Your beautifully diverse and unique team members that make up your community bank are like the colors on your palette. Not just skin colors, of course. I’m talking about diverse views, experience, history, perspective, culture, gender, race, nationality, and everything in between. A beautiful workplace culture is one where everyone brings their own self, experience, history, opinions to work every single day.

As a leader, build your beautiful workplace culture like a painting:

  1. Your blank canvas holds your vision—I always start off a painting with a vision. I know what I want to see. But I’m okay with it changing as I go, too. But I have a vision. What does a beautiful workplace culture look like? What does it feel like? Imagine what it’s like when everyone feels safe. When everyone is allowed to share their perspectives. Where everyone believes in your vision and you believe in theirs.
  2. The background is trust—Most of my first paintings always started with a blend of blue and white for the sky. Everything is built upon that. I don’t start painting “happy little trees.” I start with a background to build upon. Trust is your background. Everything is built upon trust. It’s worth repeating: EVERYTHING is build upon TRUST. If you don’t have trust, you have nothing. Your team trusts you. You trust your team. Your team trusts each other. Your team trusts the vision and the process.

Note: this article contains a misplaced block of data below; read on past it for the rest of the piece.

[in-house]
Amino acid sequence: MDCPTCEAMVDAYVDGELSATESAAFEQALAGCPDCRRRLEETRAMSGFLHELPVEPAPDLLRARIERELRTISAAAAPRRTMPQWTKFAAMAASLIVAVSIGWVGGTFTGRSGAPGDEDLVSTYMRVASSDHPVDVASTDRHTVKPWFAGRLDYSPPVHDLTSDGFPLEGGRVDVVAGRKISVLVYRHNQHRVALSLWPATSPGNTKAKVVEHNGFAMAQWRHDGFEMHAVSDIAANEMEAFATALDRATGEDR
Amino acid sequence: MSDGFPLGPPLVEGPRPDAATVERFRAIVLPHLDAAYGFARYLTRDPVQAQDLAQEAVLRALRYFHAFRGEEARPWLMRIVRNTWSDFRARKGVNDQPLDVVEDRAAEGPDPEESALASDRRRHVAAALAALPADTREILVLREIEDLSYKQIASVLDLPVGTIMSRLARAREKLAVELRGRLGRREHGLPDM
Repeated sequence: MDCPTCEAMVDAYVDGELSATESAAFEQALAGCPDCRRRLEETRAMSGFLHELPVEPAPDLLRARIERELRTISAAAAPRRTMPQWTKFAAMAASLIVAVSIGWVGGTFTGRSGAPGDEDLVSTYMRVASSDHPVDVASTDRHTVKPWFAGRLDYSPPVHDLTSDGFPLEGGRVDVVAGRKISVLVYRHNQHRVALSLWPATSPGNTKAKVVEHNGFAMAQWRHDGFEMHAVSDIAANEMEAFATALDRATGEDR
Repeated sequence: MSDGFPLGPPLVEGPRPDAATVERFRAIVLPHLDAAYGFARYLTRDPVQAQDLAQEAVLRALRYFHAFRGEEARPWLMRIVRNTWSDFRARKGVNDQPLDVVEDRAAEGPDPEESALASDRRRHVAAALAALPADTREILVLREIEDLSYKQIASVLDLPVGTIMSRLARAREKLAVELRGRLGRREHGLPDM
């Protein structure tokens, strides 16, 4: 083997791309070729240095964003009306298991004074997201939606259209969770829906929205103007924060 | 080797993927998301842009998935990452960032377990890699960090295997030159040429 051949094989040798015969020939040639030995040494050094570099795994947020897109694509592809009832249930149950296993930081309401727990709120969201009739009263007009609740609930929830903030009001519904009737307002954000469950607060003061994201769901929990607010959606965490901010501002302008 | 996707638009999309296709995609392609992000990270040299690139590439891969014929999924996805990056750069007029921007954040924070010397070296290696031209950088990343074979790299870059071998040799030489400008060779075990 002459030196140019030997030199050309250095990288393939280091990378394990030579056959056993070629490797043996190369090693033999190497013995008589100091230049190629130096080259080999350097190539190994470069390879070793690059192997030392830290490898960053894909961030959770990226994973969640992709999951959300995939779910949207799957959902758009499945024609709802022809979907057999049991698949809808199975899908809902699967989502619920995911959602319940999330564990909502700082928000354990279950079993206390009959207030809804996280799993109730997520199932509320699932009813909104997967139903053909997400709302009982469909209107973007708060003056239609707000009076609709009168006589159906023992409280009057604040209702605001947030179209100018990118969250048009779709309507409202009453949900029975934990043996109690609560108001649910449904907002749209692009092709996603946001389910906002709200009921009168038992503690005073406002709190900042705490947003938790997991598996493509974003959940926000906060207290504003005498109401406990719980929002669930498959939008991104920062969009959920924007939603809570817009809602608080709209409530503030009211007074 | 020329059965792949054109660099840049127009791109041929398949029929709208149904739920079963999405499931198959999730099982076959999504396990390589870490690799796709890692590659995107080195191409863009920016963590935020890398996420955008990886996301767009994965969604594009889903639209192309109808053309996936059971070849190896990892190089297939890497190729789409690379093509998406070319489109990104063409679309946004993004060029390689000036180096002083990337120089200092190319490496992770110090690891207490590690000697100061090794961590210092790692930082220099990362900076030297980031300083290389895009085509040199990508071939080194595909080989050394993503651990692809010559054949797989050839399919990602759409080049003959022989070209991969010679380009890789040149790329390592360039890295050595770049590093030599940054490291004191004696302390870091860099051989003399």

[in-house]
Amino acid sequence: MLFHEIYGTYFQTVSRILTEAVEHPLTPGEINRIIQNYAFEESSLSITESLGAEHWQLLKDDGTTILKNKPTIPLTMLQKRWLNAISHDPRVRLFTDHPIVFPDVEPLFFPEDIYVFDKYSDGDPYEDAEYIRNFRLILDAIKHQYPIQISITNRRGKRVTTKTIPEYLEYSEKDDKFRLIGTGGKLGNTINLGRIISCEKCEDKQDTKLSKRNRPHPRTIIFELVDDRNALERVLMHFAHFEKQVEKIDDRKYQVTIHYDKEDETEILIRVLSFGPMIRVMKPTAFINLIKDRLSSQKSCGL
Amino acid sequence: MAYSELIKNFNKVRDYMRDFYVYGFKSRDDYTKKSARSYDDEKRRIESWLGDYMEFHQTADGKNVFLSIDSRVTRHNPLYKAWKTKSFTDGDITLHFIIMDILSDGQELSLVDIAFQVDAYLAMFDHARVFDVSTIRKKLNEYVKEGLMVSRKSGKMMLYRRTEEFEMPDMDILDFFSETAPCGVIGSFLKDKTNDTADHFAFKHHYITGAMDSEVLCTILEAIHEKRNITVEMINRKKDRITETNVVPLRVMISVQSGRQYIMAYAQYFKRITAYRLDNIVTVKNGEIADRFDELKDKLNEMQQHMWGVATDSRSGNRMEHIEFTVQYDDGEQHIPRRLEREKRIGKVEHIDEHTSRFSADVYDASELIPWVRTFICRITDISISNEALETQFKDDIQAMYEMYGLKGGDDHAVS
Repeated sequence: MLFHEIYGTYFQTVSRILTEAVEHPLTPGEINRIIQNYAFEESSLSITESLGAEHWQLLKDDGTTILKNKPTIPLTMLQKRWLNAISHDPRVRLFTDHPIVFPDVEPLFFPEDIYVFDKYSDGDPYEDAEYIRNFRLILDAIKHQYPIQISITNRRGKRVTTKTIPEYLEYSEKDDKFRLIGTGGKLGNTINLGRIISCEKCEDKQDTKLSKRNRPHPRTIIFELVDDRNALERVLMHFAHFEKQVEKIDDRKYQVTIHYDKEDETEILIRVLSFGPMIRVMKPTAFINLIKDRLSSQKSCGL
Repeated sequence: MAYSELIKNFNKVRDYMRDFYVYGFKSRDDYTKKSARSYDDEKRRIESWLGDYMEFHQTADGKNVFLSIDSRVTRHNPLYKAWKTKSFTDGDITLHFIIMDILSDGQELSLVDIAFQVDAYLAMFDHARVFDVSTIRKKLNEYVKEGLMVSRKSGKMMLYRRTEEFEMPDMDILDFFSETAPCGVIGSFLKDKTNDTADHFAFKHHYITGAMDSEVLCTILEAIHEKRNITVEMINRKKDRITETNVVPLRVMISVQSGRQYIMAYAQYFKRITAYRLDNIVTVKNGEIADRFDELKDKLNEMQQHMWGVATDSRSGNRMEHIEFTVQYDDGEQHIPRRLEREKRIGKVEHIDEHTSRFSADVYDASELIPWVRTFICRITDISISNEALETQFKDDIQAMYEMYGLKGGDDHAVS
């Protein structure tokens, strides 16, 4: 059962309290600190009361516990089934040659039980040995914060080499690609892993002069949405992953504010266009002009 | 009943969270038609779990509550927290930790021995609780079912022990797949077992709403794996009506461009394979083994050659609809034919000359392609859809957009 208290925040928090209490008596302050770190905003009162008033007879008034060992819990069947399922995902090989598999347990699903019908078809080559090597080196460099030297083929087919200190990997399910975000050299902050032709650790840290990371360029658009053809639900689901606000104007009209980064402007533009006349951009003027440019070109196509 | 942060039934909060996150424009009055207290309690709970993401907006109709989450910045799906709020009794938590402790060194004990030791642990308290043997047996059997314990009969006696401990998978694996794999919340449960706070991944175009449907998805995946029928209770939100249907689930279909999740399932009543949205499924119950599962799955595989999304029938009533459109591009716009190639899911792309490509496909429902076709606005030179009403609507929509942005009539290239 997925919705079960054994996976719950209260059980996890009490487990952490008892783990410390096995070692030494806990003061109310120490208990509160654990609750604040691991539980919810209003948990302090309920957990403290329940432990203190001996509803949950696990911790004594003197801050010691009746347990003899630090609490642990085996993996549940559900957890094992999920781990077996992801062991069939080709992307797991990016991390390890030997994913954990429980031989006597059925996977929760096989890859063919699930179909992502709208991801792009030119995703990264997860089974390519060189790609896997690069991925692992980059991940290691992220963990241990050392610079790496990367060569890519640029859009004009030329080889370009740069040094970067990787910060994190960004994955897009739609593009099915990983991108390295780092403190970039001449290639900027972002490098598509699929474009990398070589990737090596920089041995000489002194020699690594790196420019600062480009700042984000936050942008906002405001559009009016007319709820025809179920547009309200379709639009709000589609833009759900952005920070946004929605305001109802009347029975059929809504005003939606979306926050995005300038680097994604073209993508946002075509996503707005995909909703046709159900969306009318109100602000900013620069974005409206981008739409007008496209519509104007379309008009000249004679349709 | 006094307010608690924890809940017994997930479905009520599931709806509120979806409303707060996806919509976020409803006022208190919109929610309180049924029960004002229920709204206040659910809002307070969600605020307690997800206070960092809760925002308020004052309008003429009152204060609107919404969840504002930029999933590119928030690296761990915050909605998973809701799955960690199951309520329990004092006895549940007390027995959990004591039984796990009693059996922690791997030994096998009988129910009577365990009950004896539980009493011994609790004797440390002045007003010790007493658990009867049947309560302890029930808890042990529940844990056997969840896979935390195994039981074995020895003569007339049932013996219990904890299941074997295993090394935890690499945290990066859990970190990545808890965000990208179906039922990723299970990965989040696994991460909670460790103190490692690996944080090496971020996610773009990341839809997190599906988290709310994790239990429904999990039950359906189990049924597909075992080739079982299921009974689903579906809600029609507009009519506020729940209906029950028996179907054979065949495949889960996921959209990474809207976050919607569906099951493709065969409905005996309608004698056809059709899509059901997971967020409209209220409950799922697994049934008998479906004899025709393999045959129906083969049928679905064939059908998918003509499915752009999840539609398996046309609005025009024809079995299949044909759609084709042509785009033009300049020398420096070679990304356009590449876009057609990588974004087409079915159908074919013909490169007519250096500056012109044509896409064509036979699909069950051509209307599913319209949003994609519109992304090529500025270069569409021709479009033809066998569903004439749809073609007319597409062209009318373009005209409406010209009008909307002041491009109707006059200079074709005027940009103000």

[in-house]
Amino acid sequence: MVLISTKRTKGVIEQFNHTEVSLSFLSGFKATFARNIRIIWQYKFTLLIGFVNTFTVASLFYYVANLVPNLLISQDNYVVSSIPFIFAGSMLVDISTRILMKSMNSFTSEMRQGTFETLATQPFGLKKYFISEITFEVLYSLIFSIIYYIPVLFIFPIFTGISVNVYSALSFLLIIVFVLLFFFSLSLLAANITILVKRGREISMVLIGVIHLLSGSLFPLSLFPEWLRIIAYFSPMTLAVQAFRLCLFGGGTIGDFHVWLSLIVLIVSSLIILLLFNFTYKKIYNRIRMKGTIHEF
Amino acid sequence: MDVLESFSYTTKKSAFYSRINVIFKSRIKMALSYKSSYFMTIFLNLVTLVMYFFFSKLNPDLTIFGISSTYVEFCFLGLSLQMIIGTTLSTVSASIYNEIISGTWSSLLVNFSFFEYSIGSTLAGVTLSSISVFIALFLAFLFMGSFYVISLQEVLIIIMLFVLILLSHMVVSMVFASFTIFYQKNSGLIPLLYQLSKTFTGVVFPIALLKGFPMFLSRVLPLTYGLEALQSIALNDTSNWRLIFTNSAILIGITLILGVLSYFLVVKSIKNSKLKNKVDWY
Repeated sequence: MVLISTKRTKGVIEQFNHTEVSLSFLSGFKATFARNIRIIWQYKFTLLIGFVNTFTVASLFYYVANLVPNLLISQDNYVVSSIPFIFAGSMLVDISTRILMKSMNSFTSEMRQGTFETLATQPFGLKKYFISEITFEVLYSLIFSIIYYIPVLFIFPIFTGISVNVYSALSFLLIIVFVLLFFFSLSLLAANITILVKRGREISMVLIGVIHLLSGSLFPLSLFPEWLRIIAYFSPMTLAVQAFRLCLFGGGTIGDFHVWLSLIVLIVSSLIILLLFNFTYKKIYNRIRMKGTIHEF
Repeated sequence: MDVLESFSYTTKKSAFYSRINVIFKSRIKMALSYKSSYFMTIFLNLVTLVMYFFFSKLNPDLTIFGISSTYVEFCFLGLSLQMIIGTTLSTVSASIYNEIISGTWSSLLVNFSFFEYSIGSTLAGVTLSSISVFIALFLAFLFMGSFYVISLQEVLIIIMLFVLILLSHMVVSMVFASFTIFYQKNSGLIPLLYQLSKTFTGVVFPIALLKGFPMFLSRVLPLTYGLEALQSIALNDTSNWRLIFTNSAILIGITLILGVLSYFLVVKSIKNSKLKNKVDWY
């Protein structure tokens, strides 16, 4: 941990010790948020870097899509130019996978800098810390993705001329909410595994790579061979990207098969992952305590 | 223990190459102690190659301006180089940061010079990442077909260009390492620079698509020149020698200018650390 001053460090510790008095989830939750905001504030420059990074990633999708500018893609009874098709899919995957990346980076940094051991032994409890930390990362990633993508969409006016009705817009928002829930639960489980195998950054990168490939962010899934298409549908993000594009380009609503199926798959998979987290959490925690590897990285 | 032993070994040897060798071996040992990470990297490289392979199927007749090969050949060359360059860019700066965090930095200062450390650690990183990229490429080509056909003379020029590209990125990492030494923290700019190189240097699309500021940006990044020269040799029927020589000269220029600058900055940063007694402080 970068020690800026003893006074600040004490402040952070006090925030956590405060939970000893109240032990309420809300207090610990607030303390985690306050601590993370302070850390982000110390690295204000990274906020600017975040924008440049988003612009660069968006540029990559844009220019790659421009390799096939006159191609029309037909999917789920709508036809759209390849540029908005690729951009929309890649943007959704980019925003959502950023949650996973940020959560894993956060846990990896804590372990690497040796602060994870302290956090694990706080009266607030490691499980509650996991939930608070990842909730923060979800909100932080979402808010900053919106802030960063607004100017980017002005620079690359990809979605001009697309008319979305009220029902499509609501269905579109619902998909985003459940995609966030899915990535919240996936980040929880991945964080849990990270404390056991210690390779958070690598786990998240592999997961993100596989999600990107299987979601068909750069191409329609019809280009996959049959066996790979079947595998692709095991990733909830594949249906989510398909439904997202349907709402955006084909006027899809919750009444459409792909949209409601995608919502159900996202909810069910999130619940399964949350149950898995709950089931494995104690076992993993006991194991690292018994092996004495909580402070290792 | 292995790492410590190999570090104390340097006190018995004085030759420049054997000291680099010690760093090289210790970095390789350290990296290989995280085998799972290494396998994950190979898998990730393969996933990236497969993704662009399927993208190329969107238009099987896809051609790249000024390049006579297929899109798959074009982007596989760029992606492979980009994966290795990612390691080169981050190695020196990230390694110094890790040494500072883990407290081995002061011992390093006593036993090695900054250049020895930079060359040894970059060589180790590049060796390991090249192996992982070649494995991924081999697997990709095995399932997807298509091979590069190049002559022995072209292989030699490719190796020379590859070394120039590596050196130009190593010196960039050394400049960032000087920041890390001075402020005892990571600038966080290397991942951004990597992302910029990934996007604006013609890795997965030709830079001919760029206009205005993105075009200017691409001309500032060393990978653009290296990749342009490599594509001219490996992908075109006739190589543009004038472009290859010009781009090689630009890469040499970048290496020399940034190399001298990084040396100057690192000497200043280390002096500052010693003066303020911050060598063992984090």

3. The mountains and middle ground—Now the fun starts. When I started painting along with Bob, he would typically create the mountains next. And they always looked weird at first. Then they slowly started taking shape and I could see how the painting would start to take shape. The same goes with culture. As you start implementing open lines of communication, talking with team members, and asking for their input, you start seeing your vision of a beautiful culture take place. It’s not done, and there’s a long way to go, but if you keep sharing your vision of what you want your culture to be, and allow your team to be a part of it, you’ll see it start to take shape.
  4. Happy little trees—I love painting trees. There’s a lot of ways to create them. Once you paint your first tree, your painting begins to take depth. And I never use just one color. The prettiest trees are a blend of 3 or 4 colors on the same brush. It’s so cool. Your diverse team members need to add their unique flavors to the culture, too. Make sure they have input and help create the vision.
  5. The foreground and the details—Whether it’s painting grass, reflections on the water, a cabin, or just some snow on the fence posts, the details really make the painting come alive. When you’re creating your beautiful culture, the little things matter. Saying “I appreciate you” to a part-time employee who stayed longer to help finish a transaction. The manager who worked through lunch so her team could take their lunch. The employee who drove the loan documentation to a customer who couldn’t make it to the bank in time. Those are the little things, that, when appreciated and noticed, make all the difference in the world.